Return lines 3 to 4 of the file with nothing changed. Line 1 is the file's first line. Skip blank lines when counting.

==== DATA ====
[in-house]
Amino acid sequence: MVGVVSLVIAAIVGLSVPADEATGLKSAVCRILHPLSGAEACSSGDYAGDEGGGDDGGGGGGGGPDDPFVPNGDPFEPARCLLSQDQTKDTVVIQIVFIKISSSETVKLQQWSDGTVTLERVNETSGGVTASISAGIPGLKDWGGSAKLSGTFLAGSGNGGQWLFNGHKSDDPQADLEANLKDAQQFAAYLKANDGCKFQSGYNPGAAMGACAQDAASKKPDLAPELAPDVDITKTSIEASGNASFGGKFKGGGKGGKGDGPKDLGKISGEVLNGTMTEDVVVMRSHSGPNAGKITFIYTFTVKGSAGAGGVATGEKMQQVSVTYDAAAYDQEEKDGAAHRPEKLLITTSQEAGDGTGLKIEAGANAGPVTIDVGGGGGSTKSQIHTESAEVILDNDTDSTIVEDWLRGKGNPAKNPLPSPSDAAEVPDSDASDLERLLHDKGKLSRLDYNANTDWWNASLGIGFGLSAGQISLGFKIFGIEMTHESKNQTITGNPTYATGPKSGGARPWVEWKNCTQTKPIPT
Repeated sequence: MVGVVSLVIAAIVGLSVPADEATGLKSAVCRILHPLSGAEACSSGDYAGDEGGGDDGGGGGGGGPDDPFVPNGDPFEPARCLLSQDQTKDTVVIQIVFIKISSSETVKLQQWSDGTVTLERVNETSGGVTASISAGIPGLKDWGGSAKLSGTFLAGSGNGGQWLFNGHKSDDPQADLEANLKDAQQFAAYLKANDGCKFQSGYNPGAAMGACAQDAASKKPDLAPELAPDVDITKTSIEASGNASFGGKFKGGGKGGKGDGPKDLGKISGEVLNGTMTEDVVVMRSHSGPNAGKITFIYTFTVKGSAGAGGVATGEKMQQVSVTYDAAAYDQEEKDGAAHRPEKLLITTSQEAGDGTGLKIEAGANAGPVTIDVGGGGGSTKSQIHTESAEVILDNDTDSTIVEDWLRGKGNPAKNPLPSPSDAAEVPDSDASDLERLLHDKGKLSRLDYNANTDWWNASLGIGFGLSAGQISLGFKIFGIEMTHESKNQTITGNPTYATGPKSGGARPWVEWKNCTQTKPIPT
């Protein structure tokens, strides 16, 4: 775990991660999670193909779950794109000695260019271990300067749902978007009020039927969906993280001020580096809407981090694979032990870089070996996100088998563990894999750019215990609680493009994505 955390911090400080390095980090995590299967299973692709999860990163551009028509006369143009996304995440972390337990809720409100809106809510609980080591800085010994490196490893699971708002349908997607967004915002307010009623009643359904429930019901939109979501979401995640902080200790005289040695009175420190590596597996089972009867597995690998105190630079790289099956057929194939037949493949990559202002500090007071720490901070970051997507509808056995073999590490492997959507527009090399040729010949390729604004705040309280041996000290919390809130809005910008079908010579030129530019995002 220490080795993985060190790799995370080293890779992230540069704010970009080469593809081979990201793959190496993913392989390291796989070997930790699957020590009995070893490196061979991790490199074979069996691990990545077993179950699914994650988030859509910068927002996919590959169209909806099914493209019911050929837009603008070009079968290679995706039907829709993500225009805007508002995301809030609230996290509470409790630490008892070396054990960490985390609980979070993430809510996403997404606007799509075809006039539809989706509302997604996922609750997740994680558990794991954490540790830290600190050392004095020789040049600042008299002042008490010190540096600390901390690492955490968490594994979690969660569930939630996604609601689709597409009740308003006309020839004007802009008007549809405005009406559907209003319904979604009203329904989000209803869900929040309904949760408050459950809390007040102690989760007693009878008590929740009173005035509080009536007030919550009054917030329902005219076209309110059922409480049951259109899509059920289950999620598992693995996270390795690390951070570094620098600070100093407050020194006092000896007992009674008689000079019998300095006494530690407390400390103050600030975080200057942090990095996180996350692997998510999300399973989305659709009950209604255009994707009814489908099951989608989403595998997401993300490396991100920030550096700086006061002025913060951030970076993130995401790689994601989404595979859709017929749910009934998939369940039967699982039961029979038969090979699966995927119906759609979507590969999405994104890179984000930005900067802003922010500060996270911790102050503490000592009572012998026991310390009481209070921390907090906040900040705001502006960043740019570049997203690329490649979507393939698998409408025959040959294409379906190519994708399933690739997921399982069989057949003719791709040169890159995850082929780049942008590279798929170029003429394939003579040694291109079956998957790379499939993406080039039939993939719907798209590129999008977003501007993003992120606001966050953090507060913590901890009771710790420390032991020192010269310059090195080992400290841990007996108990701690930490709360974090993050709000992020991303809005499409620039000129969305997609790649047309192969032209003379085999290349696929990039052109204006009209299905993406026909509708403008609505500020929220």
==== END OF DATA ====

Repeated sequence: MVGVVSLVIAAIVGLSVPADEATGLKSAVCRILHPLSGAEACSSGDYAGDEGGGDDGGGGGGGGPDDPFVPNGDPFEPARCLLSQDQTKDTVVIQIVFIKISSSETVKLQQWSDGTVTLERVNETSGGVTASISAGIPGLKDWGGSAKLSGTFLAGSGNGGQWLFNGHKSDDPQADLEANLKDAQQFAAYLKANDGCKFQSGYNPGAAMGACAQDAASKKPDLAPELAPDVDITKTSIEASGNASFGGKFKGGGKGGKGDGPKDLGKISGEVLNGTMTEDVVVMRSHSGPNAGKITFIYTFTVKGSAGAGGVATGEKMQQVSVTYDAAAYDQEEKDGAAHRPEKLLITTSQEAGDGTGLKIEAGANAGPVTIDVGGGGGSTKSQIHTESAEVILDNDTDSTIVEDWLRGKGNPAKNPLPSPSDAAEVPDSDASDLERLLHDKGKLSRLDYNANTDWWNASLGIGFGLSAGQISLGFKIFGIEMTHESKNQTITGNPTYATGPKSGGARPWVEWKNCTQTKPIPT
């Protein structure tokens, strides 16, 4: 775990991660999670193909779950794109000695260019271990300067749902978007009020039927969906993280001020580096809407981090694979032990870089070996996100088998563990894999750019215990609680493009994505 955390911090400080390095980090995590299967299973692709999860990163551009028509006369143009996304995440972390337990809720409100809106809510609980080591800085010994490196490893699971708002349908997607967004915002307010009623009643359904429930019901939109979501979401995640902080200790005289040695009175420190590596597996089972009867597995690998105190630079790289099956057929194939037949493949990559202002500090007071720490901070970051997507509808056995073999590490492997959507527009090399040729010949390729604004705040309280041996000290919390809130809005910008079908010579030129530019995002 220490080795993985060190790799995370080293890779992230540069704010970009080469593809081979990201793959190496993913392989390291796989070997930790699957020590009995070893490196061979991790490199074979069996691990990545077993179950699914994650988030859509910068927002996919590959169209909806099914493209019911050929837009603008070009079968290679995706039907829709993500225009805007508002995301809030609230996290509470409790630490008892070396054990960490985390609980979070993430809510996403997404606007799509075809006039539809989706509302997604996922609750997740994680558990794991954490540790830290600190050392004095020789040049600042008299002042008490010190540096600390901390690492955490968490594994979690969660569930939630996604609601689709597409009740308003006309020839004007802009008007549809405005009406559907209003319904979604009203329904989000209803869900929040309904949760408050459950809390007040102690989760007693009878008590929740009173005035509080009536007030919550009054917030329902005219076209309110059922409480049951259109899509059920289950999620598992693995996270390795690390951070570094620098600070100093407050020194006092000896007992009674008689000079019998300095006494530690407390400390103050600030975080200057942090990095996180996350692997998510999300399973989305659709009950209604255009994707009814489908099951989608989403595998997401993300490396991100920030550096700086006061002025913060951030970076993130995401790689994601989404595979859709017929749910009934998939369940039967699982039961029979038969090979699966995927119906759609979507590969999405994104890179984000930005900067802003922010500060996270911790102050503490000592009572012998026991310390009481209070921390907090906040900040705001502006960043740019570049997203690329490649979507393939698998409408025959040959294409379906190519994708399933690739997921399982069989057949003719791709040169890159995850082929780049942008590279798929170029003429394939003579040694291109079956998957790379499939993406080039039939993939719907798209590129999008977003501007993003992120606001966050953090507060913590901890009771710790420390032991020192010269310059090195080992400290841990007996108990701690930490709360974090993050709000992020991303809005499409620039000129969305997609790649047309192969032209003379085999290349696929990039052109204006009209299905993406026909509708403008609505500020929220």